Wednesday, November 23, 2016

Wednesday roundup (11-23-2016)

These countries are saddled with the most debt per person, in one chart (Marketwatch)

Europe is shaking up its banking industry and post-Brexit Britain could get frozen out (The Business Insider) EU Commission proposes adopting global rules on bank capital, with tweaks (Reuters)

UK debt set to climb to levels not seen since 1964 following Brexit vote (CNBC) Britain’s debt mountain set to hit £2 trillion in the 2020s (The Telegraph)

U.K. Shelves Austerity in First Spending Plan Since ‘Brexit’ Vote (The New York Times)

Singapore Consumer Prices Remain in Deflation (Dow Jones Newswires) Is Singapore's economy headed for a technical recession? (CNBC)

China’s economic problems will come to a head in 2017: Faced with a heavy debt load, the Asian nation would find it difficult to absorb an eternal shock such as a U.S. trade war (Marketwatch)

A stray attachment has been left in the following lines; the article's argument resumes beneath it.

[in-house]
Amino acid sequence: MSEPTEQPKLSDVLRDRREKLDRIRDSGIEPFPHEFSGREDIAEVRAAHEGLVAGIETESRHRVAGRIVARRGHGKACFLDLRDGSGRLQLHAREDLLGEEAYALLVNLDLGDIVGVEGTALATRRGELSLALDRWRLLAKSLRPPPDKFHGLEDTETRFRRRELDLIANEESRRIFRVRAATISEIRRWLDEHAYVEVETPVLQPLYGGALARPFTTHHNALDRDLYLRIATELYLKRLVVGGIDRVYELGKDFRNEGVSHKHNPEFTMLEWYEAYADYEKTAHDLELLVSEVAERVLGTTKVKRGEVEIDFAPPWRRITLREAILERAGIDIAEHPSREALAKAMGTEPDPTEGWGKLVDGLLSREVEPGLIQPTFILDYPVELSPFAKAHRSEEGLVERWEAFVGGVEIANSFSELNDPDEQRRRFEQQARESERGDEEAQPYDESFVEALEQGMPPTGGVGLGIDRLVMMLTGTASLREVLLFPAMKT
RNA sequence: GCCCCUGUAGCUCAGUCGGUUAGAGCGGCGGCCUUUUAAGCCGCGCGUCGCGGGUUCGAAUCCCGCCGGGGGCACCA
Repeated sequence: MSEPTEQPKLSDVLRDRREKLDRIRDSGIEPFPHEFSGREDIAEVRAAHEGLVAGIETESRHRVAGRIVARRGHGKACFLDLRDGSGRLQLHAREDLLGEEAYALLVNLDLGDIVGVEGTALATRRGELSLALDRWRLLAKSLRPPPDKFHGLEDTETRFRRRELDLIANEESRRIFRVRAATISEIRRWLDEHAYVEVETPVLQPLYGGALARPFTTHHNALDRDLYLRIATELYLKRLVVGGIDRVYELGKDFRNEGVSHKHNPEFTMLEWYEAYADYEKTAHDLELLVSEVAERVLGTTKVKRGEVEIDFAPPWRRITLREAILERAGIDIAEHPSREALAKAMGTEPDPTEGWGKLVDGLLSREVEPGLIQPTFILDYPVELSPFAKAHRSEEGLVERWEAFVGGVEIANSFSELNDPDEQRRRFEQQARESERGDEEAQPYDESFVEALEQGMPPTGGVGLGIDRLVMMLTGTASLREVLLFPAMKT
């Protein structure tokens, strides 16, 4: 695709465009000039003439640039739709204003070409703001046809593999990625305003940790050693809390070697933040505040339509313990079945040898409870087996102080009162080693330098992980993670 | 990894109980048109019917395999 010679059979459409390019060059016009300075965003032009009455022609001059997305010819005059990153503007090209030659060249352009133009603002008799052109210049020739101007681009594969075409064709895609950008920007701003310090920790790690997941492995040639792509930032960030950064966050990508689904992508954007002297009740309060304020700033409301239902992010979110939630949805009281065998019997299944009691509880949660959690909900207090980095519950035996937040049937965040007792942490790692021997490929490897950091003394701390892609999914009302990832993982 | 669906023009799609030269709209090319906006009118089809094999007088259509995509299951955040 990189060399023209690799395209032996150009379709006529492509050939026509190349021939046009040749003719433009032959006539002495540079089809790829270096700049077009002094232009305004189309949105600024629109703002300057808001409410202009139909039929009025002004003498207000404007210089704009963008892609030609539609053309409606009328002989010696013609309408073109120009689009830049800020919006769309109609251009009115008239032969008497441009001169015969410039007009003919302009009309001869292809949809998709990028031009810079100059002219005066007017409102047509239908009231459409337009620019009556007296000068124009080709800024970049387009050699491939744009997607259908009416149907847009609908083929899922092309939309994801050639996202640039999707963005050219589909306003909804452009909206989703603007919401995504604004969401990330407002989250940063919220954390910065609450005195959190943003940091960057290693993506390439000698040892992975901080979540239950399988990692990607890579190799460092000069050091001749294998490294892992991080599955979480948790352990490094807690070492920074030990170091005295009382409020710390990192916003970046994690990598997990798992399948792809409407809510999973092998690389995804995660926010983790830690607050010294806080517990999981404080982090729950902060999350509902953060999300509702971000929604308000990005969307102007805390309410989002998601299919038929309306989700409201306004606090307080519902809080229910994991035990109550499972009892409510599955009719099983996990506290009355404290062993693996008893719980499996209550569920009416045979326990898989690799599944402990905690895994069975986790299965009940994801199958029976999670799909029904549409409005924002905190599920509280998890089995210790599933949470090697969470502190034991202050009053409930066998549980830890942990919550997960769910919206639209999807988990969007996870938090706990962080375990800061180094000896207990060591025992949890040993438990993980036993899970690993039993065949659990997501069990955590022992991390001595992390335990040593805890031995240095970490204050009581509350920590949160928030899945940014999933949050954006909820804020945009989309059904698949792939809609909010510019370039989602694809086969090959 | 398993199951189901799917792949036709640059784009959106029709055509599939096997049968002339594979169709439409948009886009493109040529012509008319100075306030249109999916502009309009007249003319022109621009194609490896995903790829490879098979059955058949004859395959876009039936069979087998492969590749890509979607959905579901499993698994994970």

These new plans for bank reforms in Europe could hit Wall Street lenders (CNBC)

     The aim of this blog is to show (mostly from reports in mainstream respected news sources) that there is reason to believe that both the United States and the global economies remain fragile in the wake of the financial crisis of 2008 and that a number of threats exist today that could, if they worsened, bring about economic depression -- not just a minor depression, but a depression worse than the Great Depression. Key threats include excessive risk-taking by financial firms, unchecked by effective regulation; the continued existence of "too big to fail" institutions; and most especially, the amassing of levels of public and private debt which could become unsustainable.

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